As many of us have said in prior posts – it is a shame (but probably inevitable) what B&D did to PC when the acquired the company. Those of us who still use PC corded tools from the Rockwell (or even earlier) era – remember an innovative company that produced some of the best small power tools (e.g.. routers, planers and sanders) – particularly for the woodworking trade. The PC compressors probably came about from their days as part of Pentair – and possibly association with sister company DeVilbiss – but as you say they have become rather ubiquitous. They did sell off the Porta-Nailer business – but what’s left has been positioned so as not to compete with Dewalt. Probably – if B&D had acquired PC before Dewalt – the roles would likely have been switched. BTW – I’m told that the B&D brand has a better reputation elsewhere in the world – maybe in places where they did not start selling those orange-colored burner saws and drills.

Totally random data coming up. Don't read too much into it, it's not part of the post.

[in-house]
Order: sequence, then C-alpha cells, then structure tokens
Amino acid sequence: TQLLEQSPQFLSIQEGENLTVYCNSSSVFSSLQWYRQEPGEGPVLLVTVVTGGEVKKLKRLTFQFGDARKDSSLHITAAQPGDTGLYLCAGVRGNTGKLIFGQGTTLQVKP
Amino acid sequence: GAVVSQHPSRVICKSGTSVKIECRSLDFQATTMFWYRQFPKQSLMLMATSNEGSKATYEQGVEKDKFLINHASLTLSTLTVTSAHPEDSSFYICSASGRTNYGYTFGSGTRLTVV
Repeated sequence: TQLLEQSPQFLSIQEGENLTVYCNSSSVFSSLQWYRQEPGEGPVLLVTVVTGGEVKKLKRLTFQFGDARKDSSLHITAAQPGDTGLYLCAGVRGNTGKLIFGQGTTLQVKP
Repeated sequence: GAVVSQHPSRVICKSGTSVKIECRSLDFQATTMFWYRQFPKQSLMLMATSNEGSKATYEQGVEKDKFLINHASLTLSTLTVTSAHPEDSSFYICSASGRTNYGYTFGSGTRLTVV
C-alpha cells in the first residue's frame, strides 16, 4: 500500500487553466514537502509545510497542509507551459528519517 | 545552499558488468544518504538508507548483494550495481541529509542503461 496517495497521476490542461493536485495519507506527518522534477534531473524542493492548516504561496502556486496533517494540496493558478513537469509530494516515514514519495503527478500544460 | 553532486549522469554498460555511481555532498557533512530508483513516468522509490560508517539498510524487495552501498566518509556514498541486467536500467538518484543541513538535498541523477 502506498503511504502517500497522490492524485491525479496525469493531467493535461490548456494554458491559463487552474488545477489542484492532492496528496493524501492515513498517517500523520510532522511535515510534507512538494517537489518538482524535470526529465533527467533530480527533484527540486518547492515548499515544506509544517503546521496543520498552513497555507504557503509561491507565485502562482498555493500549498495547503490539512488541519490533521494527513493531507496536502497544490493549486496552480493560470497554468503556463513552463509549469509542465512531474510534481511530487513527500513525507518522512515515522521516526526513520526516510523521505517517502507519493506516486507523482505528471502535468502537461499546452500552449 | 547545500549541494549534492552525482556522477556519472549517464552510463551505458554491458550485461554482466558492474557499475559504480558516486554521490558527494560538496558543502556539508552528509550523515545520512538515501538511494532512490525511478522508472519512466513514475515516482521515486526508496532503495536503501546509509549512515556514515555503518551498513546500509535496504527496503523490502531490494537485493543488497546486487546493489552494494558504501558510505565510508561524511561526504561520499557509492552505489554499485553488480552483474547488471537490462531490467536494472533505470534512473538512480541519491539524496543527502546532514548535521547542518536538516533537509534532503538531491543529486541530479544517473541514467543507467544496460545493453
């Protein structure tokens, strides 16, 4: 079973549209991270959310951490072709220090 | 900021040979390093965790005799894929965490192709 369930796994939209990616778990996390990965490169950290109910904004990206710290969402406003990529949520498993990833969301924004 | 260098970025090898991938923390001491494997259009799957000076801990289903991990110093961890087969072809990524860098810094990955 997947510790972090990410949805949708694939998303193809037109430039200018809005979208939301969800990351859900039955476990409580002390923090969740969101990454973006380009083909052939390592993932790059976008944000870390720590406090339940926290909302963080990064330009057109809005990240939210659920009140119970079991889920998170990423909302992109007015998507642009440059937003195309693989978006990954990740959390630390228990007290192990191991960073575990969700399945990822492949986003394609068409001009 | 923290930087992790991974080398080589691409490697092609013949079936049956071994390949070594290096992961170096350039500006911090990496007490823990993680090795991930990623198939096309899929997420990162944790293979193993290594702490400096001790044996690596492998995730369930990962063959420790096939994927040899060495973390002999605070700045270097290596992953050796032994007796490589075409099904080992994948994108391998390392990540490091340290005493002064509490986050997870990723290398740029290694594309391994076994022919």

Planned obsolescence or planned failure is an interesting concept that might have not existed in the early day of engineering. It’s always a marvel to me to see an antique piece of machinery still fire right up after years of sitting. Then again, in the early day I don’t think engineer have to deal with all the overreaching regulation that today engineer have to deal with…
Some mentioned on the Harbor Freight post about the Festool TS55 contained a few cheaper components based on Ave teardown. This sort of information while interesting to know does beg the question of what matter more, the overall user experience or the quality of the individual components? What if some of those component are precise picked so they will fail say after 20 years of usage? I don’t know if this is the case for the Festool. Regardless engineering to fail is really a marvel in it own right. Because the overall tool must still perform explicitly well for the intended life of the tool.